Ponce shares views on some key issues

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Candidate who was unable to attend forum weighs in

On Tuesday, residents of Avalon will decide who their Mayor will be for the next two years and who will hold two council seats for the next four years. Mayor Anni Marshall is facing a challenge from council member Cinde MacGugan-Cassidy.

Michael Ponce is looking to extend the half term he won with a re-election for another four-year term. Former councilmember Oley Olsen is looking to get back on the council with one of the two seats available, along with Mary Schickling and Carl Johnson, who are also vying for one of the two available seats.

The candidates brought their ideas to the public during a town hall candidate forum on May 24 at Avalon City Hall. Ponce had to withdraw from the forum at the last minute due to illness. In the offer of fairness, Ponce was offered a chance to weigh in on some of the key issues via a phone interview after the forum.

One of the biggest issues facing Avalon and one of the most discussed at the forum regarded workforce housing for island workers who need stable affordable housing for year-round employment. Ponce said that the issue has been discussed for years, but taking action has been essentially put off.

“It’s always been on the back burner,” Ponce said.

Recently, however, he noted that there has been a more concerted effort to begin to take steps toward addressing the issue. One thing he thinks the council can quickly put into action is converting the Whitley Avenue property into permanent housing.

“That would be the biggest step this council has ever done,” Ponce said.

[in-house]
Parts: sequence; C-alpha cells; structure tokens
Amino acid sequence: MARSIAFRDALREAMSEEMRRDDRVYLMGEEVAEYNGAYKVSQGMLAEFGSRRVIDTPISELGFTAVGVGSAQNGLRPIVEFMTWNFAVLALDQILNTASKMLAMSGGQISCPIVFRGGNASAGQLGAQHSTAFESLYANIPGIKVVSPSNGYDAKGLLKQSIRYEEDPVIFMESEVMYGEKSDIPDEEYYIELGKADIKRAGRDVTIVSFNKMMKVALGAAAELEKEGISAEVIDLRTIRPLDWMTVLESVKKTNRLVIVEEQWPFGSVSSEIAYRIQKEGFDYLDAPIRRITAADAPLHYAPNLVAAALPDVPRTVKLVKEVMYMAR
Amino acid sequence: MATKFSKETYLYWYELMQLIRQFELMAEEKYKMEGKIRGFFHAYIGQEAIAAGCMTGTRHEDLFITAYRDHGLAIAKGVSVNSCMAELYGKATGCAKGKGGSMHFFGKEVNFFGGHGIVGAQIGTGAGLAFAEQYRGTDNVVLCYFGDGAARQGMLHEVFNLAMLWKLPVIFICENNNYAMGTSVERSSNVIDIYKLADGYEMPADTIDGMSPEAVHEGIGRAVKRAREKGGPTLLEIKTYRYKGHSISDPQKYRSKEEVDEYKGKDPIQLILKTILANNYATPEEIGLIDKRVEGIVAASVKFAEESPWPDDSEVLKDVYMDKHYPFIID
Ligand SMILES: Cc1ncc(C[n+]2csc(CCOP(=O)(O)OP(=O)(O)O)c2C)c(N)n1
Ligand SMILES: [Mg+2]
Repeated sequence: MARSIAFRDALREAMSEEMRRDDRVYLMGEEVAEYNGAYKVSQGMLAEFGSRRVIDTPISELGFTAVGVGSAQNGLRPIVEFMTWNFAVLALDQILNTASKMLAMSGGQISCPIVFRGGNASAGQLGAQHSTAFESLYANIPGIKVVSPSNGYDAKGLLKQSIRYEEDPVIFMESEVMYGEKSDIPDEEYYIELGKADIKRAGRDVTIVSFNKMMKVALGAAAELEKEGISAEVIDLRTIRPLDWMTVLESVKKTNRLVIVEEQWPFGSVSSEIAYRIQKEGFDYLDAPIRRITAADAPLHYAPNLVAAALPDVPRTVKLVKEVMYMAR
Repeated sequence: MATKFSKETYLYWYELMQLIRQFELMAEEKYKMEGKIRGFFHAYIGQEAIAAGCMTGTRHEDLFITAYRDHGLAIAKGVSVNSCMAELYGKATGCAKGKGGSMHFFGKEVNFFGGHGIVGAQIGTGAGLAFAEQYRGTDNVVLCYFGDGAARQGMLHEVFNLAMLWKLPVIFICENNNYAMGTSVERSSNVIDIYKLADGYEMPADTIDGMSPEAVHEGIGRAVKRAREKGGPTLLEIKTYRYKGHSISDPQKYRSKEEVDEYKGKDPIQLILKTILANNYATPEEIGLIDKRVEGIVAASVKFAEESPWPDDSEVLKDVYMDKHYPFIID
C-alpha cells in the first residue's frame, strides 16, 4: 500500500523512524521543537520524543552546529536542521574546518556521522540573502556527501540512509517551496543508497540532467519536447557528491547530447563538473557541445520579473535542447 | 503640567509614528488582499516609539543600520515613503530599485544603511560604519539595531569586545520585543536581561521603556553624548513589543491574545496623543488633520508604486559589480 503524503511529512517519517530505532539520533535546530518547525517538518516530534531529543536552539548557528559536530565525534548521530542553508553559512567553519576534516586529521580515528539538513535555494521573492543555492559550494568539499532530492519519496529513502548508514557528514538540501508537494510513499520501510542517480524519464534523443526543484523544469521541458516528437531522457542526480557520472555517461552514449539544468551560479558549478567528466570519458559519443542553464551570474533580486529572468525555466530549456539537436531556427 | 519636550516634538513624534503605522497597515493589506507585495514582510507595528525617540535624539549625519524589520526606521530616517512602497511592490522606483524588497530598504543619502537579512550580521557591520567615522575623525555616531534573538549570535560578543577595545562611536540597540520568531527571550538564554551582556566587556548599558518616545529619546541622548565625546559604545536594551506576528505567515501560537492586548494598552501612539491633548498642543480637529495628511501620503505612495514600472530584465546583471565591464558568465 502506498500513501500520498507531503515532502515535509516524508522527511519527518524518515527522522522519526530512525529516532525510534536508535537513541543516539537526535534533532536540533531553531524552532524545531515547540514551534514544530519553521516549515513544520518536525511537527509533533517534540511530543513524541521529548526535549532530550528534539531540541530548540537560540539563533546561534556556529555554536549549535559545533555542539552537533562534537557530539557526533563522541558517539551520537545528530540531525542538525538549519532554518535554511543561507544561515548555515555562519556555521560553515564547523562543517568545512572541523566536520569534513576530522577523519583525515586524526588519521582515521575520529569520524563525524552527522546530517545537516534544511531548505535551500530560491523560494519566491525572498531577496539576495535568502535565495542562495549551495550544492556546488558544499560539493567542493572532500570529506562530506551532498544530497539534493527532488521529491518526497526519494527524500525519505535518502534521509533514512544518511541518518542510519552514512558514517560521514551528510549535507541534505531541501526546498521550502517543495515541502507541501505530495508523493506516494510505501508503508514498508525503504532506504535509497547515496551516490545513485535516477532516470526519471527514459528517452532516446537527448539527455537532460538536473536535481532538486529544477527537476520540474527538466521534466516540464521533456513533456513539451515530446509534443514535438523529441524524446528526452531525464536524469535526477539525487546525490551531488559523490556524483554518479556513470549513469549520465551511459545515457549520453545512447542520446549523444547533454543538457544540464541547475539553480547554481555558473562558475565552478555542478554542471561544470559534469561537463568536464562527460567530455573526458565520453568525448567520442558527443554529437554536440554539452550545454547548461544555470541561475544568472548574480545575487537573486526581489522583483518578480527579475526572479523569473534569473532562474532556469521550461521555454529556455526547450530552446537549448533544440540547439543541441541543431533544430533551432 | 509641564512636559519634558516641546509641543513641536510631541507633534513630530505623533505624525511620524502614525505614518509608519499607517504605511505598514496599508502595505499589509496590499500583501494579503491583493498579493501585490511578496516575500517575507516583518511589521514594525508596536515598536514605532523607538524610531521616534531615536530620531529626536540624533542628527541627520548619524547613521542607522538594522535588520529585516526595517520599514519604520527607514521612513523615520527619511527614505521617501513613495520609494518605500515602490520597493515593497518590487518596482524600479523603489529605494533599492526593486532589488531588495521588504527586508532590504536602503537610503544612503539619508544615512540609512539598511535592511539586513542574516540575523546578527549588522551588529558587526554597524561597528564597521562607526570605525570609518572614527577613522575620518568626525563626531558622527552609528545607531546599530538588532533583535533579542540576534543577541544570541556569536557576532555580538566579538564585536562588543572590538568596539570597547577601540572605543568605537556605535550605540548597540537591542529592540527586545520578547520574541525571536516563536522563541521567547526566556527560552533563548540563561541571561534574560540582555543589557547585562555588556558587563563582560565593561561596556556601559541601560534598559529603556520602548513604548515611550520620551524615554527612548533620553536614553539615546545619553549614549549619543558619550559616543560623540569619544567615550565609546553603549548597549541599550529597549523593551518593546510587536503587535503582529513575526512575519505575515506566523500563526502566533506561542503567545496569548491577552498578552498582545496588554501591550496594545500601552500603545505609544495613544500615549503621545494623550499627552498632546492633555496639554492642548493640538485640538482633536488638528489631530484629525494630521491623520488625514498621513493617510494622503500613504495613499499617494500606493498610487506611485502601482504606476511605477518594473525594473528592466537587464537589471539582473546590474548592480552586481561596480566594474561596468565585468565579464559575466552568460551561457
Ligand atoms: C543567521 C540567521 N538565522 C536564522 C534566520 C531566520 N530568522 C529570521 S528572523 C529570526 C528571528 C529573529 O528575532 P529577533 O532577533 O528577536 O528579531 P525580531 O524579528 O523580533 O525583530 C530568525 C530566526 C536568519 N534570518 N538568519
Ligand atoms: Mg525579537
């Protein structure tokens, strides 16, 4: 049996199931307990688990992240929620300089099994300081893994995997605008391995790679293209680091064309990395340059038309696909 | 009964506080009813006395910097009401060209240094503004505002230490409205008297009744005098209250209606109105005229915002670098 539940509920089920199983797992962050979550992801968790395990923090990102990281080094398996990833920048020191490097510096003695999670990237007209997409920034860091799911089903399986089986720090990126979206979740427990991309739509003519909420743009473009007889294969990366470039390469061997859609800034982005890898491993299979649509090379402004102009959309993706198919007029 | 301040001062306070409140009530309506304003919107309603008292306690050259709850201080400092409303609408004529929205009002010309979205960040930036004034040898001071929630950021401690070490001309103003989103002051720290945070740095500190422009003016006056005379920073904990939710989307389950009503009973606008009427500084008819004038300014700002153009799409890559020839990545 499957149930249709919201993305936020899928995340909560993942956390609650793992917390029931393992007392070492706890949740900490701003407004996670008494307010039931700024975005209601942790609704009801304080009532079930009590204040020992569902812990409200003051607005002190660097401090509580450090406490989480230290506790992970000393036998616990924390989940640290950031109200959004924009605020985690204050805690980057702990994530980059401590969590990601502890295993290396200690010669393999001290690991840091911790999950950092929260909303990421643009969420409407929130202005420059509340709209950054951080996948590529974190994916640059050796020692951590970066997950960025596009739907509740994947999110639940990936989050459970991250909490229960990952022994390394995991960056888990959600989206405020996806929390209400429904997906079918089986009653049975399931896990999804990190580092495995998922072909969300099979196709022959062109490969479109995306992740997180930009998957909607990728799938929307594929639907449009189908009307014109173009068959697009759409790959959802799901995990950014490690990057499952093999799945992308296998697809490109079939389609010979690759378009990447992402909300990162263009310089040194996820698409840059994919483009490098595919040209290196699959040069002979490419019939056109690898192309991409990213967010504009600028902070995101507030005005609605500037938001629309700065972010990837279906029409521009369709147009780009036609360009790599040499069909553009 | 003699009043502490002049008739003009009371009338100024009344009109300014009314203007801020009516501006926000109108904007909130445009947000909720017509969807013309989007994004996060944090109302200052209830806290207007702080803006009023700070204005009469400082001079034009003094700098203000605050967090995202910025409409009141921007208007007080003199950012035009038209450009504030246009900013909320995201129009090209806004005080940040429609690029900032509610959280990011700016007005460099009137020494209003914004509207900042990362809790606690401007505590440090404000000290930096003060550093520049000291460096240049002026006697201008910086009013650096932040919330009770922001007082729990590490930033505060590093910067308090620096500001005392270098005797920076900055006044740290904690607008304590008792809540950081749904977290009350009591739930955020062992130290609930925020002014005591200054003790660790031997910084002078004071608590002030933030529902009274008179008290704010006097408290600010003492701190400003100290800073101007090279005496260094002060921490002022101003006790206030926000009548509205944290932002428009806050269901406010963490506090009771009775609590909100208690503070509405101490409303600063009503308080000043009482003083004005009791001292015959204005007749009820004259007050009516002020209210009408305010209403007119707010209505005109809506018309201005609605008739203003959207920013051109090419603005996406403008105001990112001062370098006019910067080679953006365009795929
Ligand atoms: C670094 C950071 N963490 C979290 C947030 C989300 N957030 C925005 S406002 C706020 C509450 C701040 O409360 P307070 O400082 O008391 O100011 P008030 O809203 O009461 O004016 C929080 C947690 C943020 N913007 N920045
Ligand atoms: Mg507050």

With regards to the aging landfill and need for alternatives, Ponce said that revamping how the city handles recyclables could be a big step in alleviating the pressure on the landfill.

“We need to figure out how to keep more recyclable items out of the landfill,” Ponce said.

Another issue the candidates seemed united on, was the issue and future of golf carts. While the idea of transitioning to electric carts is something everyone would like to see, there are big hurdles to get there. One of those is the idea of providing ways for residents to charge the vehicles. Ponce said that one idea he’d like to pursue is partnering with Southern California Edison on installing charging stations that. There is also the issue of antiquated records and enforcement of permits, which Ponce agreed, has been an issue in all of his 26 years on the island.

“It’s something that has to be looked at,” Ponce said of the cart issues.

Measure S

Residents will also decide whether or not to impose a .25 percent sales tax increase with a yes vote on Measure S. The quarter percent sales tax increase would be in effect until repealed by a vote in a future election. It is estimated that the increase would bring an additional $250,000 to the city per year.

Measure TT

Measure TT is an increase on the Transient Occupancy Tax by 1 percent with a yes vote. The increase would be in effect for 10 years and will bring in an estimated $500,000 to the city’s general fund.